“Neither a borrower nor a lender be,” Polonius tells his son Laertes in Hamlet. “For loan oft loses both itself and friend.”
Shakespeare was speaking of personal loans – to friends and family members. Had he been a business writer he might have said: “Be a lender but only if thou likest the interest rate and thou gettest good collateral. And be a borrower only when thou haveth a good and safe investment to put it towards.”
Maybe not in those words.
But let’s talk about lending and borrowing to and from friends and family members. Is it a bad idea?
Borrowing can send a message of weakness: “I am not capable of managing my finances properly. I lack something you have.”
Borrowing also introduces into personal relationships an element that shouldn’t be there: financial dependency. The best personal relationships are those in which each party is strong and independent, both emotionally and financially.
Borrowing brings with it (or should) a level of stress. You have to manage not only to pay back the loan according to the terms provided, but also to restrain yourself from letting the financial issue cloud the relationship. This can be difficult.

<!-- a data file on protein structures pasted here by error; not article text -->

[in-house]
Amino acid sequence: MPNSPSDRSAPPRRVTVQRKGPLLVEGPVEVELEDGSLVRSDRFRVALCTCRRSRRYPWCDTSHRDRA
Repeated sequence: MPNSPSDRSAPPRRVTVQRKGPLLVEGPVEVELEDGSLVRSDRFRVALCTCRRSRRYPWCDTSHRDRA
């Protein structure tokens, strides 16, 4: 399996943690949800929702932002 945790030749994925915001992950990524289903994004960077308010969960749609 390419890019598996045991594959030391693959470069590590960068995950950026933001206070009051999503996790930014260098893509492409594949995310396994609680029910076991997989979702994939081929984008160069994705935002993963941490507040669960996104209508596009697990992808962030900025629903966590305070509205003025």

Lending can be just as bad. It can make you think less of the borrower – especially if you don’t get paid back or get paid back too slowly. And if the borrower is a friend or family member, that’s a very significant cost.
Plus, if that were not risk enough, there is a very real chance that the borrower can end up resenting the transaction. And, instead of appreciating you for your kindness, feel offended by the obligation that came with it.
More than several times, I have gotten the distinct impression that friends (and even a family member or two) who owed me money eventually became angry about it.
So what do I do?